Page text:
There has been a lot written about open innovation concepts and the value of broad collaboration with experts in different fields. There is also a large and growing cadre of consultants that can help improve different aspects of innovation. What I don’t see very often is a structure that incorporates outside perspectives on an ongoing basis on the major decisions facing a Chief Innovation Officer.
While it is completely self-serving, I advocate for a senior advisory role from outside the organization to be included on the Chief Innovation Officer’s core team. This individual, or individuals, can play devil’s advocate in portfolio discussions. They can critically evaluate innovation initiatives and provide a realistic assessment of status. An outside expert can pressure test business case assumptions and generally bring a more expansive view of the opportunity set than someone from inside the company.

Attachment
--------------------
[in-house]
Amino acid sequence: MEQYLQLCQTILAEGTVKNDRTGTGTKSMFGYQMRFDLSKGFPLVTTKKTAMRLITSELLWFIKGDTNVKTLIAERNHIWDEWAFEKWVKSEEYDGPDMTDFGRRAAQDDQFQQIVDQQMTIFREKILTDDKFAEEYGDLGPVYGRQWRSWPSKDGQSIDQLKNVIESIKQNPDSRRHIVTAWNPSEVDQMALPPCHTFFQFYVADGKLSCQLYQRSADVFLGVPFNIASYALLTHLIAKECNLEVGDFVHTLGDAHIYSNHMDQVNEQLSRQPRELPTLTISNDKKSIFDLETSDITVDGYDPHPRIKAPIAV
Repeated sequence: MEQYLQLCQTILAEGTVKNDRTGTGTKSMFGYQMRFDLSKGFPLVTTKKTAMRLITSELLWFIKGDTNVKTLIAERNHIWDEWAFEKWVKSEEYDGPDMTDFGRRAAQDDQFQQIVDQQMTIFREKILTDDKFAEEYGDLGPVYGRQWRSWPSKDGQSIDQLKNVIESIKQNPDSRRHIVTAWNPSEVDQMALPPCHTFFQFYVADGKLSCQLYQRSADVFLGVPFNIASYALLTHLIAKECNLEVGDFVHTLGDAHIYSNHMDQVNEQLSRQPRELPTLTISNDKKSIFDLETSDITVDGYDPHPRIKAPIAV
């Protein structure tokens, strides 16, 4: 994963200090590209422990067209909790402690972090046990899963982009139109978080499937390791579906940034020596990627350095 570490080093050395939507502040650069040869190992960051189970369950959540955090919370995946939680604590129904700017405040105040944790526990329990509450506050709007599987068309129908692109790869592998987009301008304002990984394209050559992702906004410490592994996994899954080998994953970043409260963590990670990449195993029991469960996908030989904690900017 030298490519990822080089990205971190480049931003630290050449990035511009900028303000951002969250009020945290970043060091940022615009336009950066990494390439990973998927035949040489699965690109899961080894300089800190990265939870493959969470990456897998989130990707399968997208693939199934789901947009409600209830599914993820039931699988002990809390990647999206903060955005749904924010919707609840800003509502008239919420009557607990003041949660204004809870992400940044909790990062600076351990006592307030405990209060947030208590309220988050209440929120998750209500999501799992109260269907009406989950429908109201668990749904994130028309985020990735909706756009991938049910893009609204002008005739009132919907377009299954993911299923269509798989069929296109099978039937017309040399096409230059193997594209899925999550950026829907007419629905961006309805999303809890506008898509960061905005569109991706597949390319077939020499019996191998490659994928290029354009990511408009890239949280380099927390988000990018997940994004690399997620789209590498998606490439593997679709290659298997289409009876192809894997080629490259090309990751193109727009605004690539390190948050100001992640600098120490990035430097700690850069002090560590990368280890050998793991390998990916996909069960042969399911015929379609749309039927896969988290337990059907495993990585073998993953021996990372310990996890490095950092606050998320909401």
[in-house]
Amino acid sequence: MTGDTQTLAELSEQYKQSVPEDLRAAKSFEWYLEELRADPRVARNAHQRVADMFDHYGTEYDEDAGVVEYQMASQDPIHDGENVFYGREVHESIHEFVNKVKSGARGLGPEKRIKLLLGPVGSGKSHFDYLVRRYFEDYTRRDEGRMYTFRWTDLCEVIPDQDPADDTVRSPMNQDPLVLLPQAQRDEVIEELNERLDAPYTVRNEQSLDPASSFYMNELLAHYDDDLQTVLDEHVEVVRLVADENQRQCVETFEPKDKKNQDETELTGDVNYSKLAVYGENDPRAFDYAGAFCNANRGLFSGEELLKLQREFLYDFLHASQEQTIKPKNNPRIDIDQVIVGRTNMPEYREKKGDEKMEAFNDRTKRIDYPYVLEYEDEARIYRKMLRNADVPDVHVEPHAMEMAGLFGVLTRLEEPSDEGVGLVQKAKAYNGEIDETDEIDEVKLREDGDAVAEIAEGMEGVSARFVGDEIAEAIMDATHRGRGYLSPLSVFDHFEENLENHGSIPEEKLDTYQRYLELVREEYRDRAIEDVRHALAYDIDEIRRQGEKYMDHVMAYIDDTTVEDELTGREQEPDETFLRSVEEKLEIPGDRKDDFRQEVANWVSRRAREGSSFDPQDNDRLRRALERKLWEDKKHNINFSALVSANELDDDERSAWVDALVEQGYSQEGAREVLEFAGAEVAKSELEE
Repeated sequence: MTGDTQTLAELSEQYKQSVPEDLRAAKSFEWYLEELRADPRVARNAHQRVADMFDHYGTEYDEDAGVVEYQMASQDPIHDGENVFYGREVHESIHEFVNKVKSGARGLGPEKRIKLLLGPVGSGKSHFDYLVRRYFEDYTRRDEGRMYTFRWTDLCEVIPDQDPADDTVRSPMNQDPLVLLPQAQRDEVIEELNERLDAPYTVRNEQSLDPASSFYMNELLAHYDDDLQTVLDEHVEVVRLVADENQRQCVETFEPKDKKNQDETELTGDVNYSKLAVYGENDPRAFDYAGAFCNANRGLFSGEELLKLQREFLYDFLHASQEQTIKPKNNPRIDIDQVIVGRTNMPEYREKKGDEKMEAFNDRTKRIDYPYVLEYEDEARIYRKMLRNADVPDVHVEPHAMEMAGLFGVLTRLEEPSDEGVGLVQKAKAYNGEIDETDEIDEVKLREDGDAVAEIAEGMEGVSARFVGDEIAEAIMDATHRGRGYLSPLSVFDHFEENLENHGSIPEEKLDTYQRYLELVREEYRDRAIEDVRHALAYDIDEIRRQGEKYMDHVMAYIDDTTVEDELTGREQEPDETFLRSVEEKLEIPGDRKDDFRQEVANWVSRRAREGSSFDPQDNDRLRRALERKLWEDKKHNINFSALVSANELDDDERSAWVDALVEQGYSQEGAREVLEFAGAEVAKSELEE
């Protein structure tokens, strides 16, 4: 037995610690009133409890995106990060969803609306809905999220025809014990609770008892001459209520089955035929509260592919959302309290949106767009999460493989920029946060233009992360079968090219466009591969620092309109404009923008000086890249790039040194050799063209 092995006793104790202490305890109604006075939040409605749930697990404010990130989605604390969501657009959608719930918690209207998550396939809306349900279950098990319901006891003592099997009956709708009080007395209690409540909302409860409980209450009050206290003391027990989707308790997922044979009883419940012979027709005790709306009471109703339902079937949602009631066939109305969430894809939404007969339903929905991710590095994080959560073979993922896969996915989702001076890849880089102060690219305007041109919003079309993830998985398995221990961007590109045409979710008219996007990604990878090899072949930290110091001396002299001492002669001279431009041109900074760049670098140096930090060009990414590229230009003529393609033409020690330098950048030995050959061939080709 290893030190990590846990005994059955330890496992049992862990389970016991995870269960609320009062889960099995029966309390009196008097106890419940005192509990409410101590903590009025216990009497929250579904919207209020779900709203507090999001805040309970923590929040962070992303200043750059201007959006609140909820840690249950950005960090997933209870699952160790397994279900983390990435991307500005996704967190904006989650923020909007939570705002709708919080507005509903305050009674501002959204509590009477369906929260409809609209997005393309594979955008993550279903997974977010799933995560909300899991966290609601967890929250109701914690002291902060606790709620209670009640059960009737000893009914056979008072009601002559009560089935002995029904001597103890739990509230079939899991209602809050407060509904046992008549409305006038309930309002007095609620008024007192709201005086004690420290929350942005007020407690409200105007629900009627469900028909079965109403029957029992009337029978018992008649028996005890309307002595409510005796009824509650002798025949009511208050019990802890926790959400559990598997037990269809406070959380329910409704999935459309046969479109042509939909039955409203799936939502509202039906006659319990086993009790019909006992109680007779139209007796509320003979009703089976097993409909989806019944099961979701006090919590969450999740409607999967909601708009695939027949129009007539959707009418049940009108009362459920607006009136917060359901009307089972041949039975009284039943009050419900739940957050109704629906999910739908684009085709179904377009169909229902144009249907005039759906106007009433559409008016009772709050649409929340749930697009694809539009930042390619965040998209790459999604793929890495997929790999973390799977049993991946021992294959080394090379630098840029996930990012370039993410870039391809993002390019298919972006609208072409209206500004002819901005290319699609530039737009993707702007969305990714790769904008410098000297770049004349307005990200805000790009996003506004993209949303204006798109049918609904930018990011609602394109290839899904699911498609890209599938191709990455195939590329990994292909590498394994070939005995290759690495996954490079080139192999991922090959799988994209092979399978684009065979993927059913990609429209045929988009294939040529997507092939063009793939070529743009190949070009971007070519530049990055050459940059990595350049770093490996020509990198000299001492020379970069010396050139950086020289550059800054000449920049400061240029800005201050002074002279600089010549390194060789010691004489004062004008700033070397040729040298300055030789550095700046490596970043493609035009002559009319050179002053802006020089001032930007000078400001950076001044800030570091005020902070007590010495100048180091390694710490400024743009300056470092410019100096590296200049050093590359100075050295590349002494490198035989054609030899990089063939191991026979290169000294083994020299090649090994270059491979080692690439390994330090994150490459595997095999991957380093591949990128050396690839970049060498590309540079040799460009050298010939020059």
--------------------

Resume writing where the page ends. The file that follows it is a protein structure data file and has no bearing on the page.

There is power in the “detached dedication” that a professional outsider can bring to the team. With no stake in the outcome of a particular decision, an outsider is more likely to point out fatally flawed ideas and speak up when the truth might hurt.
The easiest way to test this concept is to hire someone to facilitate your periodic portfolio reviews. Give them the power to question concepts, business cases, and strategic alignment. Have them interview members of the portfolio committee before and after the meeting to get at the unspoken concerns that might exist in the group. A professional might not be able to tell you what ideas will work, but they can often help you avoid investing in the wrong thing due to groupthink, complacency, or boredom.